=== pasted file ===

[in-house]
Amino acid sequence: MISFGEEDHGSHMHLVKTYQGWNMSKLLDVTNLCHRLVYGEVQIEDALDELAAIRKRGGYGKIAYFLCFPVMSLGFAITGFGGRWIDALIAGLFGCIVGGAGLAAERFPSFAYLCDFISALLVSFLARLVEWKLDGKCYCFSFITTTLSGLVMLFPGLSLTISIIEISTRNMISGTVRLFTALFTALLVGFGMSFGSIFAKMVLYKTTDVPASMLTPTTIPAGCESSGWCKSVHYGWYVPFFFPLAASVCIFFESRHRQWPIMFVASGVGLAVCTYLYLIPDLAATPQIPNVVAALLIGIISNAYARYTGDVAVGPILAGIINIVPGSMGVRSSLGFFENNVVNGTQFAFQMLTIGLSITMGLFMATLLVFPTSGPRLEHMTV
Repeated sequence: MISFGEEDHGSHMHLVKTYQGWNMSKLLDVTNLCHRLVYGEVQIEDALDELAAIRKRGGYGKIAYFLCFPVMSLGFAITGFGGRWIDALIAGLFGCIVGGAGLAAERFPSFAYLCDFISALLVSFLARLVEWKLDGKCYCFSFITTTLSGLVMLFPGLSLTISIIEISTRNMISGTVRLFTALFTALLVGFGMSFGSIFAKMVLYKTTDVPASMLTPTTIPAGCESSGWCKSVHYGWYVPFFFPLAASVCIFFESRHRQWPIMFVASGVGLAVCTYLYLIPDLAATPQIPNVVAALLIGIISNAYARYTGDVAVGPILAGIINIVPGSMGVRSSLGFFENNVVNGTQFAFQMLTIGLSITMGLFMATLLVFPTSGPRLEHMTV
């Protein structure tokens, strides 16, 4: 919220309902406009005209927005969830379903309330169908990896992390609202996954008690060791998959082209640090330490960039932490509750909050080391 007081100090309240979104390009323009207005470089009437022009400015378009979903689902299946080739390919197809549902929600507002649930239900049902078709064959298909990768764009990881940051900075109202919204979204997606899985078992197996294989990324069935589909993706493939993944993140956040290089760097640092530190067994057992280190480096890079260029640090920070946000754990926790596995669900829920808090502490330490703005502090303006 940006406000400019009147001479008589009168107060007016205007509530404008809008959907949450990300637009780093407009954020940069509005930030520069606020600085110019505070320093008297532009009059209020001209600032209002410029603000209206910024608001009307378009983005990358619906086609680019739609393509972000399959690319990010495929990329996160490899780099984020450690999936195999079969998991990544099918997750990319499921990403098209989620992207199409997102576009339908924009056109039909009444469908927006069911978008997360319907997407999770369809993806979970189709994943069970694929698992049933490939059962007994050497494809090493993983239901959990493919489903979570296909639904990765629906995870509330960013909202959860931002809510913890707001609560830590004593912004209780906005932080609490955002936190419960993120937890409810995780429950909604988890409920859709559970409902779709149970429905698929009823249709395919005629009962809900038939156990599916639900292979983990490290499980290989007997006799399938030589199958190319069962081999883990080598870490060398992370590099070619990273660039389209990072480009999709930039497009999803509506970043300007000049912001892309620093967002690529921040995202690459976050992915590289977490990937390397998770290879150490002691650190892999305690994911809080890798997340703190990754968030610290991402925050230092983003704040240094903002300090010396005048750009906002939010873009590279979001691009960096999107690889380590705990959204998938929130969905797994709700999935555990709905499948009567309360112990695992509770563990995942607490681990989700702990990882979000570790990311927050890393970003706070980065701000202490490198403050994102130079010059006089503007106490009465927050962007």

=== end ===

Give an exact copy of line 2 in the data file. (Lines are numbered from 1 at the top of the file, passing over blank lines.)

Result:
Amino acid sequence: MISFGEEDHGSHMHLVKTYQGWNMSKLLDVTNLCHRLVYGEVQIEDALDELAAIRKRGGYGKIAYFLCFPVMSLGFAITGFGGRWIDALIAGLFGCIVGGAGLAAERFPSFAYLCDFISALLVSFLARLVEWKLDGKCYCFSFITTTLSGLVMLFPGLSLTISIIEISTRNMISGTVRLFTALFTALLVGFGMSFGSIFAKMVLYKTTDVPASMLTPTTIPAGCESSGWCKSVHYGWYVPFFFPLAASVCIFFESRHRQWPIMFVASGVGLAVCTYLYLIPDLAATPQIPNVVAALLIGIISNAYARYTGDVAVGPILAGIINIVPGSMGVRSSLGFFENNVVNGTQFAFQMLTIGLSITMGLFMATLLVFPTSGPRLEHMTV